Friday, July 11, 2008

The Habit of Prayer


Fr. Stephen Freeman's blog Glory to God in All Things is my favorite Orthodox blog. I read it every day, and I recommend that you do so as well. The posts are always very inspiring and helpful, and he posts something nearly every day. His recent post on prayer is especially helpful. Here are the first few paragraphs, just to whet your appetite:

Though created in the image of God - man has fallen far. The image is not demolished, but we have not fulfilled the likeness and we frequently distort the image beyond recognition. Part of the true human life described in Genesis, are the “walks in the Garden” with God. Man and God converse - they share communion with one another. We see the restoration of this in the life of Christ whose constant life of prayer is frequently referenced in the Scripture.

Man makes a return to the Garden when he turns to God in prayer. The essence of all prayer is communion with God. Prayer, even intercessory prayer, is always about communion with God. We do not pray in order to change God’s mind. We do not pray in order to get things. We do not pray in order to make things happen. We pray in order to be in communion with God, Who alone does what He wills, gives what He wills, and governs the universe without advice from anxious men.

As we pray, and the more truly we pray, we unite ourselves to God, and His actions. His will and His gifts become things for which we can give thanks.

Click here to read the rest of this outstanding article. Be sure and read the follow-up article too.

3 comments:

charlene said...

Fr. James,
I learned from and enjoyed Fr. Freeman's first article. but got lost somewhere around the inverted pyramid on the follow-up article. Please remember that Orthodoxy is really new to me. May I explain what I do understand, in hopes you can find the disconnect?
I know we should pray for our enemies. If we do not forgive those who wrong us, how can we expect others to show us mercy when we harm them? How can I be close to Jesus when He gave up everything and died for my sins, that I might be forgiven for mine? If I were murdered tomorrow, I would want anyone who loved me to forgive the murderer lest their bitterness destroy them and their bond with God. I would want them to see to it the man was incarcerated by the state to protect others, and I would not want them to turn their backs to the murderer if he was holding a knife, but I would want them to forgive him.
The article tells us that each man is responsible for the sins of every other man. In mathematics there is something called "Chaos Theory" that tells us that even in seeming randomness there is order. A simple explanation is often given: A butterfly flaps its wings, which moves the leaf, and the leaf's movement affects something else... until ther is a hurricane on the other side of the world, that all started because the butterfly flapped its wings. Even a small sin that I commit against another may influence that person to commit a sin of his own, that affects another person... that may culminate in a major act against mankind. ( On a brighter note, economics has a concept called the "Multipler Effect". I get one more dollar of income and spend a portion of it which becomes additional income to the person I buy from. That person spends a portion of his additional income , and so on. When we add up the total effect on the economy, many times more than just that portion of the original dollar have been spent. Here, a small act of kindness can cause the person receiving to be kind to two others because he feels so good. The two people that receive his kindnesses each are kind to two others until the world is truly a better place, and it all started with that one small kindness. I am still lost at the communion with the world by being at the bottom of the pyramid. Can you help?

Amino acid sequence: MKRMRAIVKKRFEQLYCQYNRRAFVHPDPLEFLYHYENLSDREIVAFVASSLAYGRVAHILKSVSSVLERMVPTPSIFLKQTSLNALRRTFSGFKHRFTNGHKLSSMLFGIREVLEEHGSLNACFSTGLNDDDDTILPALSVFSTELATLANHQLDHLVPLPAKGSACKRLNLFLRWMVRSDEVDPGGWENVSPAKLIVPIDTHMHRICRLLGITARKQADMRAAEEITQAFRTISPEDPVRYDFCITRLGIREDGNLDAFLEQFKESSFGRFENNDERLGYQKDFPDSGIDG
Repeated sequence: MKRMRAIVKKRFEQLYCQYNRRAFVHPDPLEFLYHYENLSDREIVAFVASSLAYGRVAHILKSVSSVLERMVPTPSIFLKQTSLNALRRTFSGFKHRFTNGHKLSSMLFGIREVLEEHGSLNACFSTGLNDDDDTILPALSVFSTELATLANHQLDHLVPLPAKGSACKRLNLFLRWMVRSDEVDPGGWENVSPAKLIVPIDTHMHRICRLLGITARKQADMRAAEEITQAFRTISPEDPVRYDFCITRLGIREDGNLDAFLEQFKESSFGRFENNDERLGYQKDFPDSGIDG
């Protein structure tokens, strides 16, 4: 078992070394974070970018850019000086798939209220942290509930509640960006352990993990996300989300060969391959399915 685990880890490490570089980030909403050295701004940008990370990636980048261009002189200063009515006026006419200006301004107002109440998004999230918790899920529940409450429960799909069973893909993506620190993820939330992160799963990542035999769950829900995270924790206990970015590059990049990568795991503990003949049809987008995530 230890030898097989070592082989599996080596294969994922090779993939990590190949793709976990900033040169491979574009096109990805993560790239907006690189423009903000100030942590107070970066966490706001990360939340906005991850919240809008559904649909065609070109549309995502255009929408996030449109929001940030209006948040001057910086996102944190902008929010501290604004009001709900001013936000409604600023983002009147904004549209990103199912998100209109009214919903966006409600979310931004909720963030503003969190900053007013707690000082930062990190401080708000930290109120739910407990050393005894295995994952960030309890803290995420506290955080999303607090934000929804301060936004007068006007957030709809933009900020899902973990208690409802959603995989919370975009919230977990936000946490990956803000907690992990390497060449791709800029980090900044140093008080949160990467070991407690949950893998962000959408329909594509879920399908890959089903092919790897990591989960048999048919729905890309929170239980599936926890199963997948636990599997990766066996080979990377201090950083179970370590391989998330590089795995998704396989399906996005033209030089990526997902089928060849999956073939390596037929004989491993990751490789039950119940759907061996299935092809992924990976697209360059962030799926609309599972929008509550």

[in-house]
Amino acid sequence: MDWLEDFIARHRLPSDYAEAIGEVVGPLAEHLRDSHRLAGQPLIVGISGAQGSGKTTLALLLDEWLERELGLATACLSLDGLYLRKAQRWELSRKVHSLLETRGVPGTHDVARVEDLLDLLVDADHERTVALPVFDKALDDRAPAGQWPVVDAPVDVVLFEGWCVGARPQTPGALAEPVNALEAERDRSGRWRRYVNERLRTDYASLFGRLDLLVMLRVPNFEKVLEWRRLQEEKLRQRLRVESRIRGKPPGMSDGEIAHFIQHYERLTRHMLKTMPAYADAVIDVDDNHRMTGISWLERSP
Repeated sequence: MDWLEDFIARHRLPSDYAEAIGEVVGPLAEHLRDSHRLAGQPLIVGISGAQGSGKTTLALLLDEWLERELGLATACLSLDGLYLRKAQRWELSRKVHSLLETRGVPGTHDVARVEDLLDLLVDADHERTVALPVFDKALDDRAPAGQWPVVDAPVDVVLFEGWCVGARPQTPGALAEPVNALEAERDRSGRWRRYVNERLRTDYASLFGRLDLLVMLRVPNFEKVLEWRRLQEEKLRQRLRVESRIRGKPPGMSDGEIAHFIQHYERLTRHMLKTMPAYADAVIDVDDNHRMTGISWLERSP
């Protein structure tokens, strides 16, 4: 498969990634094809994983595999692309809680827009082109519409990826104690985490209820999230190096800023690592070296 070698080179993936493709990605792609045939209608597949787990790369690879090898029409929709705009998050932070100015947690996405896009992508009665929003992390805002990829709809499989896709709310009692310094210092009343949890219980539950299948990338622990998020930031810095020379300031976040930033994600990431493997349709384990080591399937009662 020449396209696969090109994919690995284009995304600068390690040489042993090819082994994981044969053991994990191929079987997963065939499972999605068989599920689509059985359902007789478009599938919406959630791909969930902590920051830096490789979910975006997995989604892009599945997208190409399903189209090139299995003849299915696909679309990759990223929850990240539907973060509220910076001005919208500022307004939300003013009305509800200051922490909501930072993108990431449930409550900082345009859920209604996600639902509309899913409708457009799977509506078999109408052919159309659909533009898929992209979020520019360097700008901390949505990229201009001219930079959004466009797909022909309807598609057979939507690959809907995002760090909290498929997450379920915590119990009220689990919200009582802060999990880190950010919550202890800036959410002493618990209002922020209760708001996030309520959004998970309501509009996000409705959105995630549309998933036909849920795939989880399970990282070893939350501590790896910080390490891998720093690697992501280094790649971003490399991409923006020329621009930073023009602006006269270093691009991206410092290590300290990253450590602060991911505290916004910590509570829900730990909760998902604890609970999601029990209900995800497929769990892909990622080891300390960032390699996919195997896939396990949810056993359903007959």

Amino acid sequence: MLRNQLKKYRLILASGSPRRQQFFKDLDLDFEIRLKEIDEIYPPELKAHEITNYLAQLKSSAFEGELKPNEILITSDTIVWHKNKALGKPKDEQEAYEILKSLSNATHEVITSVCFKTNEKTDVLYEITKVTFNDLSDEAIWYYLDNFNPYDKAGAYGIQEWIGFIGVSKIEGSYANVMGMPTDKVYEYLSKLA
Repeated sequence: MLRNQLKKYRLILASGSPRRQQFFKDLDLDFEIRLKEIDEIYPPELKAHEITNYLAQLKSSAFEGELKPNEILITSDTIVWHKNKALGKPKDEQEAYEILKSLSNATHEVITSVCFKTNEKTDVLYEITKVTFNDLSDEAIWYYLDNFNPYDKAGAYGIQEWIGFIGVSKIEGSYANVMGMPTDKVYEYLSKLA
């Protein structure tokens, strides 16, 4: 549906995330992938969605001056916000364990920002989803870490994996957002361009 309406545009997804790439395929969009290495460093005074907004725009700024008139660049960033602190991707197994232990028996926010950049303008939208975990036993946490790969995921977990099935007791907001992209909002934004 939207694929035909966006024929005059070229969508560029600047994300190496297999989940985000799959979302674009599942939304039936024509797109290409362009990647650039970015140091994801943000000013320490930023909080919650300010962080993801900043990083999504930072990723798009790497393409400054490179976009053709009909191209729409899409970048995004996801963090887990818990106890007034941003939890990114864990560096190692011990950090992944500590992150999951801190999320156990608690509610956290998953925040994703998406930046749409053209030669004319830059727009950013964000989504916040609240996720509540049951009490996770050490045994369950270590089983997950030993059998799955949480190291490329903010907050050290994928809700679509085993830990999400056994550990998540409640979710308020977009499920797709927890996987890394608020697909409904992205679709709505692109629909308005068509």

Charlene

Fr. James Early said...

Charlene,

Thank you for your comment. Fr. Stephen's writings are indeed hard to understand at times--and not just for beginners to Orthodoxy.

I believe that what he is saying, in a nutshell, is this:

True prayer brings us not only in communion with God, but also with other people. When we are in true communion with other people, we can (he might say we MUST) take on the burden of their sins. Thus we can carry not only our own sins to God in confession, but those of others as well.

This is truly a deep concept! Let me know if you need any further clarification.

charlene said...

Fr. James,
Thank you for your help. My understanding now is that as we deepen our relationship with God, our relationship with fellow man will also deepen. Or perhaps it is also true that only though connecting more with fellow manking can we go further into a relationship with our Lord. When I reach the point that I can truly understand and accept how unworthy I am of Jesus' love and sacrifice for me, only then will I truly identify with my fellow man, my fellow sinners,and it becomes an "I am sorry for all our sins, for all the hurt our sibs have caused our fellow man and for we hurt we have caused You oh Blessed Lord." Is this any closer to what Fr. Freeman seems to be getting at?